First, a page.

SOAP or Simple Object Access Protocol was designed with official, standardized protocols set from the World Wide Web Consortium. It is function-driven, stateless by default(but can be made stateful), and their API calls cannot be cached. Security supports WS-Security with SSL support and has pre-made ACID compliance. It requires more bandwidth and computing power to use and the messages only come in XML format. SOAP is best used for high-security applications, financial services, payment gateways, enterprise applications, CRM software, and other services that require sensitive information. The main advantage it has over REST is the high security and standardization. However, it does have comparably poorer performance, more complexity/difficulty, and overall less flexibility.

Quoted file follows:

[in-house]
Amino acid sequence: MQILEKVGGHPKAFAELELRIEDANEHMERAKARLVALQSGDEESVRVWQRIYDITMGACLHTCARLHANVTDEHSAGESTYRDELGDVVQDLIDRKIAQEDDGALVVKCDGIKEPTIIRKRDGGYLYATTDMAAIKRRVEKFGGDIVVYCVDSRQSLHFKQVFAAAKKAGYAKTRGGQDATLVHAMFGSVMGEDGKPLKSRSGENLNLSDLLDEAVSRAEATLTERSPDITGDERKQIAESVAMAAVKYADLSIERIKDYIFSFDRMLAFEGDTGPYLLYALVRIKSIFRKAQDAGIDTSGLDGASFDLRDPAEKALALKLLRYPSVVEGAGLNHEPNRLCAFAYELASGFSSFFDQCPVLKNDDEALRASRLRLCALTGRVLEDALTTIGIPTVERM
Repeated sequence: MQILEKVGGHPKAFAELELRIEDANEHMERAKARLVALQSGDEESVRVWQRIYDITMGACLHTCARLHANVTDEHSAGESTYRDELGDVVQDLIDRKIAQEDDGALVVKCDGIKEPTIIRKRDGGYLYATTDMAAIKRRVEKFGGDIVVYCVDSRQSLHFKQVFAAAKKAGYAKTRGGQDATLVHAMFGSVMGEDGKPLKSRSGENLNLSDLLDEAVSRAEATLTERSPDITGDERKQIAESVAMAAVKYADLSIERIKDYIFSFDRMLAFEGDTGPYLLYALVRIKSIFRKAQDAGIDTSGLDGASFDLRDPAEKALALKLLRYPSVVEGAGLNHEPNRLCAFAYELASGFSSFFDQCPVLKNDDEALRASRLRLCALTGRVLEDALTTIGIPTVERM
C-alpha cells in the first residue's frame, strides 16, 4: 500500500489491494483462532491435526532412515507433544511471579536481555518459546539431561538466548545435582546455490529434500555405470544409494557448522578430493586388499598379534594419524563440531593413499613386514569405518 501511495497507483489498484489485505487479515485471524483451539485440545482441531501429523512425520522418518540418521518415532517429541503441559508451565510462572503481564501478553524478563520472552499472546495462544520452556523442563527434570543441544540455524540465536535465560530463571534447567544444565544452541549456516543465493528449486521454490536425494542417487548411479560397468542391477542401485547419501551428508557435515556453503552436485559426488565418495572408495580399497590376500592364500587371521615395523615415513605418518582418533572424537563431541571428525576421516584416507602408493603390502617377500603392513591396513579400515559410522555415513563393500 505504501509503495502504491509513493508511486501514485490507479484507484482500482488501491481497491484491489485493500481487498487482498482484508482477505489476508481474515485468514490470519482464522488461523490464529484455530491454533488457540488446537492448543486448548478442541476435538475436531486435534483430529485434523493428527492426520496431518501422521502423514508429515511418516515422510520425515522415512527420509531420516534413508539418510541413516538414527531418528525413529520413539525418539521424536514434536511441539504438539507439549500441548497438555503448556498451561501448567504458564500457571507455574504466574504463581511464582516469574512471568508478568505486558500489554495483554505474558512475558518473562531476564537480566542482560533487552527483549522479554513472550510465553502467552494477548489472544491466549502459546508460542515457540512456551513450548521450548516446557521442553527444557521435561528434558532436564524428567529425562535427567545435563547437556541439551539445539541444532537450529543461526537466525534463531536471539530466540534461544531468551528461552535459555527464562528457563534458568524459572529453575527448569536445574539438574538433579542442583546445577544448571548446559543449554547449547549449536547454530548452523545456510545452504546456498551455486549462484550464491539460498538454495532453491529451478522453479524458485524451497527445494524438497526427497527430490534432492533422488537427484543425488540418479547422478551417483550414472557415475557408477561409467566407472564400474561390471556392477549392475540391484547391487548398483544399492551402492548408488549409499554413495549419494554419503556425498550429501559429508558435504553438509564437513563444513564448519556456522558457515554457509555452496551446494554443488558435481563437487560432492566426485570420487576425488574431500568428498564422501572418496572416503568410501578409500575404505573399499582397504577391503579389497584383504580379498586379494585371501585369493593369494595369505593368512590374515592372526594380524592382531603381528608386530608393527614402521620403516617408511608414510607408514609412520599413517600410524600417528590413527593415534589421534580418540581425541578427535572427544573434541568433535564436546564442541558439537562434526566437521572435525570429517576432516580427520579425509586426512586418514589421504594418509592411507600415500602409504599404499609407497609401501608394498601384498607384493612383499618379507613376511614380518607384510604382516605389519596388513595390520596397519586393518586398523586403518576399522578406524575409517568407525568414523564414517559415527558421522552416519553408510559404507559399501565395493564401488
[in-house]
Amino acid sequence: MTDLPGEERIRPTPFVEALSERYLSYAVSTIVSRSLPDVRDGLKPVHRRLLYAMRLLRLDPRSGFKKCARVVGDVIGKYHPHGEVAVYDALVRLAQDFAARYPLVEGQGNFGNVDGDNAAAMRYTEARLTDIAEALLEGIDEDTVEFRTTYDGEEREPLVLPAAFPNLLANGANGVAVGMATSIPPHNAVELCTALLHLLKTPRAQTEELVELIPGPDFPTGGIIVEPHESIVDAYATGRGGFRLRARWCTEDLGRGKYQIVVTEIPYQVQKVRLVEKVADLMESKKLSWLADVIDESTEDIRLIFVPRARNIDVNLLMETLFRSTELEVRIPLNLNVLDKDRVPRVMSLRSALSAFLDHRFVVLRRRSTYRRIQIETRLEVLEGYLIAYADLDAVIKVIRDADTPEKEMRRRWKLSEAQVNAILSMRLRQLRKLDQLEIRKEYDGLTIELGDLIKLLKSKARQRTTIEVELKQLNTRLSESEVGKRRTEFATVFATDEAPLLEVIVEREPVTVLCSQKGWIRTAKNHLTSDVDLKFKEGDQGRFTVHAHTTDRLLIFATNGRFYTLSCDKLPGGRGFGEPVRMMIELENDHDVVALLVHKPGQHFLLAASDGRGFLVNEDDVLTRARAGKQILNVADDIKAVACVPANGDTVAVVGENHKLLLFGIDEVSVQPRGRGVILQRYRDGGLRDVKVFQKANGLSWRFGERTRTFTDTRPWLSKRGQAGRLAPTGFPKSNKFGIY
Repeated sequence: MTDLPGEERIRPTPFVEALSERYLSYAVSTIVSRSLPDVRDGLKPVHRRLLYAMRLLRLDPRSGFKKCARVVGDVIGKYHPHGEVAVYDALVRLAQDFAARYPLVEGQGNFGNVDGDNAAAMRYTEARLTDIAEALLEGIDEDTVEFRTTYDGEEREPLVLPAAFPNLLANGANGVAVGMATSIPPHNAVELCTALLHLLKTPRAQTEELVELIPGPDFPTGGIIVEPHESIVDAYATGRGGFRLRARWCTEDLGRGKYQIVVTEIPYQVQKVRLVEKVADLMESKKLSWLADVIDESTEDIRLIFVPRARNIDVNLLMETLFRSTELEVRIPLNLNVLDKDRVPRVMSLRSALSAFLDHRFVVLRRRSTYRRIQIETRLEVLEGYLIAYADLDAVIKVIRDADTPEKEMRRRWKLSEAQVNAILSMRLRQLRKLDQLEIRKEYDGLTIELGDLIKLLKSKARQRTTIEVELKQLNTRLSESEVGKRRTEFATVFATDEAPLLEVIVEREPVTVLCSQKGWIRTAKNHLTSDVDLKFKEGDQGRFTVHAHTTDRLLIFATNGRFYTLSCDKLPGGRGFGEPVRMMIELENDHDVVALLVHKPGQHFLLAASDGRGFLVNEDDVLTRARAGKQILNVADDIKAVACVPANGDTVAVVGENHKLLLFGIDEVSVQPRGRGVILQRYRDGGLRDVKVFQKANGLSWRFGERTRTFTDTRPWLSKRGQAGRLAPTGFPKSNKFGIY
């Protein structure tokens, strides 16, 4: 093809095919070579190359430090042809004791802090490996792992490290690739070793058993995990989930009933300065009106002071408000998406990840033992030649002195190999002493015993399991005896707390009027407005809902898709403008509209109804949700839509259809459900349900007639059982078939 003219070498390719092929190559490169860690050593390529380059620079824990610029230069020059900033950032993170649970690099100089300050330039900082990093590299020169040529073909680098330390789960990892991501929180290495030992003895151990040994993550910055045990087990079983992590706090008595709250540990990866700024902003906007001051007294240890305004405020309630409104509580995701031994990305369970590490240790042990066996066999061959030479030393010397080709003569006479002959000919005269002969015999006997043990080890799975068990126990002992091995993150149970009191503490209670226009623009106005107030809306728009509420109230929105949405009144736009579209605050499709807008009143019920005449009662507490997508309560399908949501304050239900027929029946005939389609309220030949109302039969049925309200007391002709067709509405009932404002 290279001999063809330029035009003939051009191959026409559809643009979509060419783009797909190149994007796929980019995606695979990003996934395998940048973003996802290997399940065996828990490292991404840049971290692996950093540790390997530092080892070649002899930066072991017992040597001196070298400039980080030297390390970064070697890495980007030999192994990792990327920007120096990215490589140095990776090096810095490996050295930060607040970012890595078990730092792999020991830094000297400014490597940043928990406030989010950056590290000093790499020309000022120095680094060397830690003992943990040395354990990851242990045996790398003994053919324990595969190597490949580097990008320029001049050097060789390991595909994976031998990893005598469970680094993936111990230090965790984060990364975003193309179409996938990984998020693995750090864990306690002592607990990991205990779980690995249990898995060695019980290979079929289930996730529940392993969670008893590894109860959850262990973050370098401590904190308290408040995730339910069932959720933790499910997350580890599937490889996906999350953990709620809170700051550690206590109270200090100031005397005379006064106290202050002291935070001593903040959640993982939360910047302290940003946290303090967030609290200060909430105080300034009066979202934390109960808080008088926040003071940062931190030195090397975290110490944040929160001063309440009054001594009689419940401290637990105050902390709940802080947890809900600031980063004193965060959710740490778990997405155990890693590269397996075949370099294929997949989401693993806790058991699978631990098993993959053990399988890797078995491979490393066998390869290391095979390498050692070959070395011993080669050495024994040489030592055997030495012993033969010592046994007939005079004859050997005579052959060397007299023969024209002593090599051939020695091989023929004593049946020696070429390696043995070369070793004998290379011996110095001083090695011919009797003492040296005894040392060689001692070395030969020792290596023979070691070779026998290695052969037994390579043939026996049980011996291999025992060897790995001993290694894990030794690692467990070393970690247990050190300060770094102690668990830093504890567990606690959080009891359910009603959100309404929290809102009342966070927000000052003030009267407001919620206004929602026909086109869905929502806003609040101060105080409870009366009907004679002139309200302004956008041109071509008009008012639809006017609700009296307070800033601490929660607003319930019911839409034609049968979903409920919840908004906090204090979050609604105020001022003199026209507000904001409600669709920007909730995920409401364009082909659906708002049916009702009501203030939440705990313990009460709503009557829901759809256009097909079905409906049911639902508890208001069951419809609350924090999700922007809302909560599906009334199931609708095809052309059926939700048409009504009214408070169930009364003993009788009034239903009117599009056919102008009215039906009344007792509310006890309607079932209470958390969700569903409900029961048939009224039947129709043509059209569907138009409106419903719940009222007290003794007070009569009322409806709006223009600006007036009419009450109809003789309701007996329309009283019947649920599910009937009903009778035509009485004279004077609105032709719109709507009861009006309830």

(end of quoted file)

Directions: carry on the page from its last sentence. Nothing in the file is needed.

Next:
REST or Representational State Transfer on the other hand, is designed in an architectural style with loose guidelines and recommendations. It was created as a response to SOAP and considered more friendly to use. It is data-driven, stateless, and their API calls can be cached. Security supports HTTPS and SSL. It requires less resources than SOAP and the message it sends can come in a variety of formats including: plain text, XML, HTML, JSON, YAML, and more. REST is best used for public API’s in web, mobile, and social networks. It has better performance, responsiveness, scalability, and flexibility compared to it’s SOAP counterpart. However a caveat is there is a lack of security, and is not suitable for distributed environments.